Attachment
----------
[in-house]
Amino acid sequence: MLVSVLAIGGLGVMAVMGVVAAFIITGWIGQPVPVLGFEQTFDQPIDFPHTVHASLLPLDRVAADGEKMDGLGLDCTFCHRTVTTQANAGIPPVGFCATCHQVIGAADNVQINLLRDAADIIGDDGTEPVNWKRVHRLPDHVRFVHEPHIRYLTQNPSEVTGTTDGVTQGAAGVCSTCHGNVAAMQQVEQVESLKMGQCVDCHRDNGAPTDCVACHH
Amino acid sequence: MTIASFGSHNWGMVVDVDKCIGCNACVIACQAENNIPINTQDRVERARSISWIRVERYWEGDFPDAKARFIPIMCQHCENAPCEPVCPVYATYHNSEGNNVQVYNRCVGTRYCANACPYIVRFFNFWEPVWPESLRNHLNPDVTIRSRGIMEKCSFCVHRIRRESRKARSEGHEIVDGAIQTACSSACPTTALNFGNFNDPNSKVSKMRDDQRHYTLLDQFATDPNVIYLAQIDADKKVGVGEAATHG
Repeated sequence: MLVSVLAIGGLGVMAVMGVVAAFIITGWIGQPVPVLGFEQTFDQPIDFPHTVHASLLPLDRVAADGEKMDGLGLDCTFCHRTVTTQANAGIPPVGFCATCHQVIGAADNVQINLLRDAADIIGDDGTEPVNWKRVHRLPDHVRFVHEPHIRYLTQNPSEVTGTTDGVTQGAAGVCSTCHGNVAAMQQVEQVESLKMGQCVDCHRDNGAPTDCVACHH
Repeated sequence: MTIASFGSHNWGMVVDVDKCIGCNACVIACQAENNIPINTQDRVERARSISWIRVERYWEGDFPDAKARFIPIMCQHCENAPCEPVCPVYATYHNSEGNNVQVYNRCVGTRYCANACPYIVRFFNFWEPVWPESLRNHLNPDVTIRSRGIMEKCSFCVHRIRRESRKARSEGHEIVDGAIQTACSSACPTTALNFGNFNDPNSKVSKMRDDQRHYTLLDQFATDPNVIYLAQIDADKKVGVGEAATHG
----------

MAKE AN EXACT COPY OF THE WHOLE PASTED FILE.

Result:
[in-house]
Amino acid sequence: MLVSVLAIGGLGVMAVMGVVAAFIITGWIGQPVPVLGFEQTFDQPIDFPHTVHASLLPLDRVAADGEKMDGLGLDCTFCHRTVTTQANAGIPPVGFCATCHQVIGAADNVQINLLRDAADIIGDDGTEPVNWKRVHRLPDHVRFVHEPHIRYLTQNPSEVTGTTDGVTQGAAGVCSTCHGNVAAMQQVEQVESLKMGQCVDCHRDNGAPTDCVACHH
Amino acid sequence: MTIASFGSHNWGMVVDVDKCIGCNACVIACQAENNIPINTQDRVERARSISWIRVERYWEGDFPDAKARFIPIMCQHCENAPCEPVCPVYATYHNSEGNNVQVYNRCVGTRYCANACPYIVRFFNFWEPVWPESLRNHLNPDVTIRSRGIMEKCSFCVHRIRRESRKARSEGHEIVDGAIQTACSSACPTTALNFGNFNDPNSKVSKMRDDQRHYTLLDQFATDPNVIYLAQIDADKKVGVGEAATHG
Repeated sequence: MLVSVLAIGGLGVMAVMGVVAAFIITGWIGQPVPVLGFEQTFDQPIDFPHTVHASLLPLDRVAADGEKMDGLGLDCTFCHRTVTTQANAGIPPVGFCATCHQVIGAADNVQINLLRDAADIIGDDGTEPVNWKRVHRLPDHVRFVHEPHIRYLTQNPSEVTGTTDGVTQGAAGVCSTCHGNVAAMQQVEQVESLKMGQCVDCHRDNGAPTDCVACHH
Repeated sequence: MTIASFGSHNWGMVVDVDKCIGCNACVIACQAENNIPINTQDRVERARSISWIRVERYWEGDFPDAKARFIPIMCQHCENAPCEPVCPVYATYHNSEGNNVQVYNRCVGTRYCANACPYIVRFFNFWEPVWPESLRNHLNPDVTIRSRGIMEKCSFCVHRIRRESRKARSEGHEIVDGAIQTACSSACPTTALNFGNFNDPNSKVSKMRDDQRHYTLLDQFATDPNVIYLAQIDADKKVGVGEAATHG